Home System concept Teach Commando New Tricks> 919th Special Operations Wing> Item Display

Teach Commando New Tricks> 919th Special Operations Wing> Item Display

Teach Commando New Tricks> 919th Special Operations Wing> Item Display


HURLBURT FIELD, Fla .– The C-130J is an incredibly versatile aircraft, and since its inception it has landed on rough terrain, arctic regions and even on an aircraft carrier. Still, it can’t land on water, which covers about 71% of the planet. While the national strategic objectives focus on the littoral regions, the Air Force Special Operations Command proposes new approaches to extend the runway independence and the expeditionary capability of the multi-mission platform.

In partnership with the Strategic Development Planning and Experimentation Department (AFRL-SDPE) of the Air Force Research Lab, AFSOC is developing an MC-130J Commando II (MAC) amphibious capability to improve support for the platform for maritime special operations. “The development of MAC capability is the culmination of multiple lines of effort,” said Lt. Col. Josh Trantham, deputy division chief of science, systems, technology and innovation (SST & I) of AFSOC. “This capability enables the Air Force to increase placement and access for infiltration, exfiltration and recovery of personnel, as well as to provide improved logistics capabilities for competition and future conflict.”

The development of a modification of a removable amphibious float for an MC-130J would allow “to be independent of the runway.operations, which Trantham said would extend the global reach and survivability of the aircraft and air commandos. “Maritime operations offer almost unlimited water landing zones providing significant flexibility for the joint force,” said Trantham.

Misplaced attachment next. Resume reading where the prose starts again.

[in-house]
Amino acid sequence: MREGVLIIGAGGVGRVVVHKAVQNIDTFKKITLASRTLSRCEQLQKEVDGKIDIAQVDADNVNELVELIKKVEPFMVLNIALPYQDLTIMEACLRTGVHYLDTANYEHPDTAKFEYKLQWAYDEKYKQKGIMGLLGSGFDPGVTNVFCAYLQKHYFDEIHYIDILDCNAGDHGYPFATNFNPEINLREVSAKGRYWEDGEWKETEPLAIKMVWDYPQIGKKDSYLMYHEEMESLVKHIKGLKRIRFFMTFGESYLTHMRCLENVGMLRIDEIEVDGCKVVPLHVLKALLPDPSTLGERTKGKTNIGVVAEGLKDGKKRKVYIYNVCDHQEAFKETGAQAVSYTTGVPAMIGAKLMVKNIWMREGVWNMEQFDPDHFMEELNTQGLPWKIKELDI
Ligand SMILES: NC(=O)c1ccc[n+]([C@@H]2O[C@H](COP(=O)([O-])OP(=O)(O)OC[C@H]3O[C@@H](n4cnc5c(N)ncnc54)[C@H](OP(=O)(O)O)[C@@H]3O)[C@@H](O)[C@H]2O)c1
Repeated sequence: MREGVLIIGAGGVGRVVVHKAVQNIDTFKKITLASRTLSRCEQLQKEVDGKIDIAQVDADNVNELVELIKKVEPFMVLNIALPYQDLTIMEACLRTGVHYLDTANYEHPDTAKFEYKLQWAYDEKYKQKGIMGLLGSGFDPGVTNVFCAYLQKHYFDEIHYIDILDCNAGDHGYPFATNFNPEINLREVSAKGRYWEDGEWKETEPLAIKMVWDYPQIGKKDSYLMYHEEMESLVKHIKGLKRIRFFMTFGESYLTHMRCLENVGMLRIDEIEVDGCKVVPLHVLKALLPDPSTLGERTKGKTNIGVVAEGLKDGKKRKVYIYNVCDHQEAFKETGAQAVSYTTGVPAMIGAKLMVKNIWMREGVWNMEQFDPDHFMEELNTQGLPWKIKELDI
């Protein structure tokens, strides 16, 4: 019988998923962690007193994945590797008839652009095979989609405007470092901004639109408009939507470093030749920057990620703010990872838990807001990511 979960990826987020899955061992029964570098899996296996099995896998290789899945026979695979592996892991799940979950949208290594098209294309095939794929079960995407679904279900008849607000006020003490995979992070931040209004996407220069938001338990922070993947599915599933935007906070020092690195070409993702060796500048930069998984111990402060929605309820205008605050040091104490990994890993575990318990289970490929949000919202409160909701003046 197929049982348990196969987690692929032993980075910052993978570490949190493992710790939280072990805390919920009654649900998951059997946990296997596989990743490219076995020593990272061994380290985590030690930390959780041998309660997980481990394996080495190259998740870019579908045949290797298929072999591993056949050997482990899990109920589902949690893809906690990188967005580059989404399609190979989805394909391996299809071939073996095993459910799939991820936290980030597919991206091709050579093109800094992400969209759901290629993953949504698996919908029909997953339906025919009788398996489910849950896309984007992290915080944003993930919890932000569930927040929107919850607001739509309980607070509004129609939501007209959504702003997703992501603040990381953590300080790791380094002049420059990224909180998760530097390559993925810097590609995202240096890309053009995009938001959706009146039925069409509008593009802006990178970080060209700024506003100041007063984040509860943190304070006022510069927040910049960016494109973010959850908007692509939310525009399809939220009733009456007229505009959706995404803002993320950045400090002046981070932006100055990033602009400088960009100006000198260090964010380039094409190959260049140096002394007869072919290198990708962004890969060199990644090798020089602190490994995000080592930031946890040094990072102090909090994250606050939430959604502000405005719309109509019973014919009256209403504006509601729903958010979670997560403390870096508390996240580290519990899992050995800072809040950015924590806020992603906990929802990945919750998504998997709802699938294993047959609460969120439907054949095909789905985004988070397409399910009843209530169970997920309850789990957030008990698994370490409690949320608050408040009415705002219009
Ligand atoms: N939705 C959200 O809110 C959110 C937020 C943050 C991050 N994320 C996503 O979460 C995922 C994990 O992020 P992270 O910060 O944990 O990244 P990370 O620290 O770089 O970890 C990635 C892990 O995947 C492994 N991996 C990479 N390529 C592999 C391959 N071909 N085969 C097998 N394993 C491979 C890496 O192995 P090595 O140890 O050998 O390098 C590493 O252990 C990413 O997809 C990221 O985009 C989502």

The use of MAC capability can provide unrestricted operational access to waterways to distribute forces if land resources are compromised.

“The MAC is vital for future success because it will allow the dispersal of resources within a joint operations area,” said Maj Kristen Cepak, head of AFSOC’s technology transition branch. “This diaspora complicates the targeting of the aircraft by our adversaries and limits the vulnerability of the aircraft to fixed locations.”

A working group of industrial partners works closely with AFSOC and AFRL-SDPE to bring the vision to life. A five-phase rapid prototyping schedule will lead to a demonstration of operational capability in just 17 months while reducing the risk of the concept of a potential future MAC registration program that could implement a MAC for MC-130Js, but also potentially set up a similar amphibious capability for other C-130 Variants with only minor variations.

AFSOC and its private sector counterparts are currently testing MAC prototypes through digital design, virtual reality (VR) modeling, and computer-aided design (CAD) in a virtual setting known as of Digital Proving Ground (DPG), paving the way for digital simulation, testing and the use of advanced manufacturing for rapid prototyping and testing of physical prototypes.

According to Trantham and Cepak, the DPG can provide mission review, aircraft system analysis, design ideation, engineering risk reduction, virtual reality, conceptual imagery, feasibility studies and other deliverables.

“Being able to experiment with existing technology to assess design tradeoffs and test a new system before bending metal is a game-changer,” Cepak said. “AFSOC intelligently evolves and experiments to reduce technical risk and deliver capacity to the field faster and more efficiently than ever before. “

According to Trantham, while Project MAC demonstrates rapid capability development for AFSOC, the Air Force and Total Force will also benefit.

“We believe that MAC will be able to be used by our sister services, allies and partners on various C-130 platforms,” ​​he said. “In addition, expanding the operational use of an amphibious aircraft alongside other innovative tools will pose even more complex dilemmas in future battlespaces for our strategic competitors.”